To promote an entrepreneurial culture, it is necessary to start at a very early age — in the schools with an emphasis in curriculum on application of knowledge and not on reproducing the information that is gained. Further, early education should be well rounded where simple principles of business and commerce are imparted with the same emphasis as other subjects. So far in most countries, educational systems have trained people to be job-takers, rather than job-makers, he adds. The development in schools and colleges of a stronger understanding of what constitutes entrepreneurship and the concepts of an enterprise culture has potential for significantly changing this trend. Integrating an enterprise culture programme with school and college curriculum to better equip their children for adult and business life is essential. Dr S Bashir Ahmad, Assistant Professor, Nizwa University, says this is the time when Omani youth need to think about entrepreneurship seriously. Opportunities for self-employment ventures abound in Oman.

M K Janaki Raman, GM, Bahwan IT LLC, says Oman has good potential for entrepreneurs to flourish. Budding entrepreneurs should identify their core competence and the business that is planned should be built to tap the core competence. Recent studies show that the rate of enterprise creation in Oman continues to be one half of the rate in Singapore, one third of the rate in the UK, and one eighth of the rate in New Zealand. Academic institutions in partnership with corporate organisations can play an important role in advancing the culture of entrepreneurship. The government of Oman’s helping hand and encouraging environment in terms of loans, financial help, training, and scholarships for higher education is a big boon to the aspiring and budding entrepreneurs. Almutasim al Sariri, Corporate Social Responsibility Manager, Oman Oil Company (OOC) says OOC proactively implements Corporate Social Responsibility (CSR) programmes that include Training for Entrepreneurship.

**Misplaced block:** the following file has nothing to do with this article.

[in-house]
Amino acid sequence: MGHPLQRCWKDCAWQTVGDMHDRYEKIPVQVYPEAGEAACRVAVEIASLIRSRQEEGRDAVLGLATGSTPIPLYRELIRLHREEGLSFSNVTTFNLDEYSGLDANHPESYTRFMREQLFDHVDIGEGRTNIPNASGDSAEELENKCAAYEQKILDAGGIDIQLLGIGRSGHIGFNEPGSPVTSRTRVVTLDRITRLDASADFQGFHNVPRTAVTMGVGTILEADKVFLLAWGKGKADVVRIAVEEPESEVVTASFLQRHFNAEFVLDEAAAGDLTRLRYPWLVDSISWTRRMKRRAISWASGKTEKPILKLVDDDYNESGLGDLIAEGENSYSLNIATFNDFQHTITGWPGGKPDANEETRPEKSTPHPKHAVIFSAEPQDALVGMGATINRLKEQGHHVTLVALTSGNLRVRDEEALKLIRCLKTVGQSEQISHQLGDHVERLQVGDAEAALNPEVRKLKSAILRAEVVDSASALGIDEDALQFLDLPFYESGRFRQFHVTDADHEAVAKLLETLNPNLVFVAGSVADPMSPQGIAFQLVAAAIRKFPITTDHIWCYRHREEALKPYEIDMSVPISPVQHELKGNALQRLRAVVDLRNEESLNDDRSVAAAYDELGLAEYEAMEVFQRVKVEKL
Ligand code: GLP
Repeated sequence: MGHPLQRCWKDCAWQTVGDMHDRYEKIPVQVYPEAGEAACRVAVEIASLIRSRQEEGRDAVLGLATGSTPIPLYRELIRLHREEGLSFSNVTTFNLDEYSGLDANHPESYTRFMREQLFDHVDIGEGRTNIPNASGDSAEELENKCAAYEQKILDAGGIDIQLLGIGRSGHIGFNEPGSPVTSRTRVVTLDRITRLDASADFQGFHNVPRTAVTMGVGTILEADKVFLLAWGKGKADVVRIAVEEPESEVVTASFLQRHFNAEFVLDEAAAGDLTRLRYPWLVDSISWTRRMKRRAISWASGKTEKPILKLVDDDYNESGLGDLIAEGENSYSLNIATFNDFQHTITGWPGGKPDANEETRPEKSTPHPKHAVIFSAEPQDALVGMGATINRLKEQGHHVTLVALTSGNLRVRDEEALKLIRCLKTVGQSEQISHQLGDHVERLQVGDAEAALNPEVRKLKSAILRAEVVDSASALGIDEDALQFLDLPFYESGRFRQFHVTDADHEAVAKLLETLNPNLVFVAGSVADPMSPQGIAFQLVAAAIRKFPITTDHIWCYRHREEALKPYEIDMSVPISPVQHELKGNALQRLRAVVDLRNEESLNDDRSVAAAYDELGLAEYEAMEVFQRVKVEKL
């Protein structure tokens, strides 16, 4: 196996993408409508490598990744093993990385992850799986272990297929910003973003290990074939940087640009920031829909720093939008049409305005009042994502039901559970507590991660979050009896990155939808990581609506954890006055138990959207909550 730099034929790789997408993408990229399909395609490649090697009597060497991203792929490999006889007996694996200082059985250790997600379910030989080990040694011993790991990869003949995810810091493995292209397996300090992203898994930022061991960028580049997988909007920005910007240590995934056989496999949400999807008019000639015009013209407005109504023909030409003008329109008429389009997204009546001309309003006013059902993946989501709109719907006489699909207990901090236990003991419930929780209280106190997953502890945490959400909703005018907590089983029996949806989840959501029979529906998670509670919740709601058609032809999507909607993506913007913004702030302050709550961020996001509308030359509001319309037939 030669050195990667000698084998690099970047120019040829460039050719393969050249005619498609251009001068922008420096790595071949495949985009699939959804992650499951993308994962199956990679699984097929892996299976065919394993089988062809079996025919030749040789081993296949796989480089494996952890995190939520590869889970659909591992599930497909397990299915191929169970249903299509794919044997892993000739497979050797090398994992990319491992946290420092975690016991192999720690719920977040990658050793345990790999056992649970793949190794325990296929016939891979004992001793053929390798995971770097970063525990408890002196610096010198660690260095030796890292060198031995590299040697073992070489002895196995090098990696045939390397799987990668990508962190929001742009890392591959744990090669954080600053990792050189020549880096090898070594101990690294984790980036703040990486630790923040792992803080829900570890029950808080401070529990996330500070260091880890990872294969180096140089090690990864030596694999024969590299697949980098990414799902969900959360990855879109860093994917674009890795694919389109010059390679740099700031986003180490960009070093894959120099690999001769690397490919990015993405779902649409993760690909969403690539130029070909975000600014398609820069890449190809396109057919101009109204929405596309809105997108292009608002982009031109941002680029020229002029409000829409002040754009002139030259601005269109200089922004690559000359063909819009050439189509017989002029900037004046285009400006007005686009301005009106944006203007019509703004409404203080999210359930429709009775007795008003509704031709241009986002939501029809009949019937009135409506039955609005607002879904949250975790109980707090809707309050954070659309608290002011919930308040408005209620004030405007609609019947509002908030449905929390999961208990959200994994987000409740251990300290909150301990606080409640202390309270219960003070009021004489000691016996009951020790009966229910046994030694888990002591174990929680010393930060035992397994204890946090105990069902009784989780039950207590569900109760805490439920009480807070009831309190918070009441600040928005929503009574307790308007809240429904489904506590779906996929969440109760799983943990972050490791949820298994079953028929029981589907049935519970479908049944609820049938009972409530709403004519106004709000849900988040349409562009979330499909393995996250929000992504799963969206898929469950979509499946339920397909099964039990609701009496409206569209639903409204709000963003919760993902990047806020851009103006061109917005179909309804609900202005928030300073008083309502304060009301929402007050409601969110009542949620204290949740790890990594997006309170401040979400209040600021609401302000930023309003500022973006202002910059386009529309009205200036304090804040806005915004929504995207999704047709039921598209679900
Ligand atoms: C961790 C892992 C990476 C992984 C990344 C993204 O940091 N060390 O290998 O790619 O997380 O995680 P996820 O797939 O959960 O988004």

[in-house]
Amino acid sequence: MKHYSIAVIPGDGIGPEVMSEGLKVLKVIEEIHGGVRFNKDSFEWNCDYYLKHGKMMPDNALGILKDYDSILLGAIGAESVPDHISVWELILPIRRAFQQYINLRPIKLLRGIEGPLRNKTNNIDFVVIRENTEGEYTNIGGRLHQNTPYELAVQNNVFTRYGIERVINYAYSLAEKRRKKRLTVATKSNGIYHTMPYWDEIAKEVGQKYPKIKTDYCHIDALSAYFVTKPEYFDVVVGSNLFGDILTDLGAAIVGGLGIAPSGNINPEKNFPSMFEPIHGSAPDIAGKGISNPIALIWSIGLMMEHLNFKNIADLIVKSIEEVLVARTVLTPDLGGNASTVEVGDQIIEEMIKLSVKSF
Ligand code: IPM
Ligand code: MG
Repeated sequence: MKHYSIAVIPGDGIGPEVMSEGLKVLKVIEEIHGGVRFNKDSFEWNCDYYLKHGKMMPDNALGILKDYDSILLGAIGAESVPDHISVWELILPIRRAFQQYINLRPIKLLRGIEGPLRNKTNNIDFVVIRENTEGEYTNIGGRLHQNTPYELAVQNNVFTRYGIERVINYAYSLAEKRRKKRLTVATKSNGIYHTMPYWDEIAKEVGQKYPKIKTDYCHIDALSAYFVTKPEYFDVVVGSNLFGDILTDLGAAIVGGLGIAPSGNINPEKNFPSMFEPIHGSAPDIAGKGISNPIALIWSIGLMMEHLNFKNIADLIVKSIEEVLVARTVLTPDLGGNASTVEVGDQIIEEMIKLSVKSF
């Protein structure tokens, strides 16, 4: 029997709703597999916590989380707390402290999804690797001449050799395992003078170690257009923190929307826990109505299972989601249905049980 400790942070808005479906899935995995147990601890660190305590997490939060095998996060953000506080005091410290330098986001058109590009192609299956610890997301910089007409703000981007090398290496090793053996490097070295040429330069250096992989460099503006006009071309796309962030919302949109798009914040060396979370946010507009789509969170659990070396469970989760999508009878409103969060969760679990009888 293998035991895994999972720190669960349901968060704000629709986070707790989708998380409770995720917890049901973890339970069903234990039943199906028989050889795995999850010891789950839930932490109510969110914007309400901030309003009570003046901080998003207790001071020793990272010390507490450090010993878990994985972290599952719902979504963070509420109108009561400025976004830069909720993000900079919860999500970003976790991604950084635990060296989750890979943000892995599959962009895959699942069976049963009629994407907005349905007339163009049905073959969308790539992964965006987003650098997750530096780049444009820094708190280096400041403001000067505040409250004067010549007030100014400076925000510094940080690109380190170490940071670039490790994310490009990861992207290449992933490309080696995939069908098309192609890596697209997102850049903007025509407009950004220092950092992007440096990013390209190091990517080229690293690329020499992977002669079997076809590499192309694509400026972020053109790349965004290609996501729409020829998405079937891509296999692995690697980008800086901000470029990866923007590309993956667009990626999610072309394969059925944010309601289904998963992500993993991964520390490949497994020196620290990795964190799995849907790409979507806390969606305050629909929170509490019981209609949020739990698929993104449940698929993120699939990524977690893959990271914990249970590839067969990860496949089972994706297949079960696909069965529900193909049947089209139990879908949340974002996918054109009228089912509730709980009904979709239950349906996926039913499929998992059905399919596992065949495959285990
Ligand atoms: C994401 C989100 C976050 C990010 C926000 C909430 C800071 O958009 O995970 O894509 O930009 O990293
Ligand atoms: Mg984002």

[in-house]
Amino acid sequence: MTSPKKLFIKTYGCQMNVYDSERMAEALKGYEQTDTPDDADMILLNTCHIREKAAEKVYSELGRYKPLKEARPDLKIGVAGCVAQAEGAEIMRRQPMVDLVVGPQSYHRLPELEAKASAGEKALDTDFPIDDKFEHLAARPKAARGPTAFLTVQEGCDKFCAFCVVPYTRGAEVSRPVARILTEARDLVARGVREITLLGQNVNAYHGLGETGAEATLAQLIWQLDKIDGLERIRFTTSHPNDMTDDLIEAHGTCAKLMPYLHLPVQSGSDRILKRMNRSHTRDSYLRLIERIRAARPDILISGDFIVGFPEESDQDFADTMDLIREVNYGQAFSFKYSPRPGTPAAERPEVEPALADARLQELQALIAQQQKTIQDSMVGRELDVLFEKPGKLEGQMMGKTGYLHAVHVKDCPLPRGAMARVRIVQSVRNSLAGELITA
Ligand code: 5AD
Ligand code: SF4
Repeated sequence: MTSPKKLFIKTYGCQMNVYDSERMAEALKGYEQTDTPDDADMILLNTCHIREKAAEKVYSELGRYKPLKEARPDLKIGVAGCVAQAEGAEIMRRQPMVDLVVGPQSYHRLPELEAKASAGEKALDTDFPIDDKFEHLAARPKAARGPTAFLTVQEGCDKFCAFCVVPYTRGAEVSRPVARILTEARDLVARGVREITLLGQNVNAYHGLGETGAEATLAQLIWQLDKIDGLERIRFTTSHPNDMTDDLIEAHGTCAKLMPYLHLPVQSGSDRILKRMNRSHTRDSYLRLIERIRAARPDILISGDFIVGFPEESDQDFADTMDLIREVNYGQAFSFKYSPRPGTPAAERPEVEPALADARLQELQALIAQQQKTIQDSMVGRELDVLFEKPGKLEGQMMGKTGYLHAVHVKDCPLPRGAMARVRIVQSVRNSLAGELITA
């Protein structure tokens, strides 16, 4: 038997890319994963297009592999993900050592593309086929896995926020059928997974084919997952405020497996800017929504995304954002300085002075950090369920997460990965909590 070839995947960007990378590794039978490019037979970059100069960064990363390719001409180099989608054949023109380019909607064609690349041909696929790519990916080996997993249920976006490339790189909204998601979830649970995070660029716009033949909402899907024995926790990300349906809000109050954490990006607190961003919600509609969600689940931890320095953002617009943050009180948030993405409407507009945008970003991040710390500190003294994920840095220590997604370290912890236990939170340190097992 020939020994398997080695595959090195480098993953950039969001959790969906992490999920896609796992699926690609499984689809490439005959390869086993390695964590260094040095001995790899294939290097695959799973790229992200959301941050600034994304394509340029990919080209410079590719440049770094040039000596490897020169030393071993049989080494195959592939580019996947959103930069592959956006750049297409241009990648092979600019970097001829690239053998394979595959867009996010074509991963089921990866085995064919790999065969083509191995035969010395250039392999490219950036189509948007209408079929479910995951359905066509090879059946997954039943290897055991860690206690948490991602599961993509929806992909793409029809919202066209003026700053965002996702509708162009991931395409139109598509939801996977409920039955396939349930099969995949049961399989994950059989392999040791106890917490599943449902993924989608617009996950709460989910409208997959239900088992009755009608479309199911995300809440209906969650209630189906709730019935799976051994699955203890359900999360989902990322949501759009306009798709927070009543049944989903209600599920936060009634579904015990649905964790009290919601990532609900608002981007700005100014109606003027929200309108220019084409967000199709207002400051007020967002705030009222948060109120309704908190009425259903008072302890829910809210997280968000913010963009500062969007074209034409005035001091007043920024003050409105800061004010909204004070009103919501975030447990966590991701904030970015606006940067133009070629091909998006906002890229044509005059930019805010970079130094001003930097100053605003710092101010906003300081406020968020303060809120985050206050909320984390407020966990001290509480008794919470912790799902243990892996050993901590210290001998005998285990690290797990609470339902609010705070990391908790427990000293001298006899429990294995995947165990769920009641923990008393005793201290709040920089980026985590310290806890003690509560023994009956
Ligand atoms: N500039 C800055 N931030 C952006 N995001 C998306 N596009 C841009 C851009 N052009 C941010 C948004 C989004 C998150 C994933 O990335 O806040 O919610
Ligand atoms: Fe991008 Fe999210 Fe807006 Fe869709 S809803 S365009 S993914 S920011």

Fostering entrepreneurial mind sets through education and training delivers stronger and lasting growth and provides more and better jobs. The capacity of an economy to successfully compete and grow depends on encouraging start-ups and helping them put together sustainable business models. OOC is also focusing on unlocking the entrepreneurial potential of women and support more projects such as hand-made and local product bazaars, adds Al Sariri. Fostering leadership development across Oman, OOC is grounded in the belief that investment in entrepreneurs will help build a promising future. OOC signed an agreement with Injaz Oman to support the implementation of the ‘Sharikati’ programme in Sultan Qaboos University and Higher College of Technology. Benefiting more than 280 students, the entrepreneurship education in this programme provides specific training on how to start and run a business, while encourages and supports new business ideas.

The youth entrepreneurship programme ‘Ghaytuh’ is an initiative developed by OOC in partnership with the National Centre for Career Guidance. It is designed to help school students build their entrepreneurship skills and develop original business ideas. In its pilot year in 2012, 70 school students participated in full-month training in Muscat, while, in 2013, the programme expanded to cover Nizwa and Sohar with over 200 participants including students with special needs. The training consisted of four pillars focusing on general business knowledge, practical training in a number of selected occupations, products and services development, as well as, marketing and sales skills.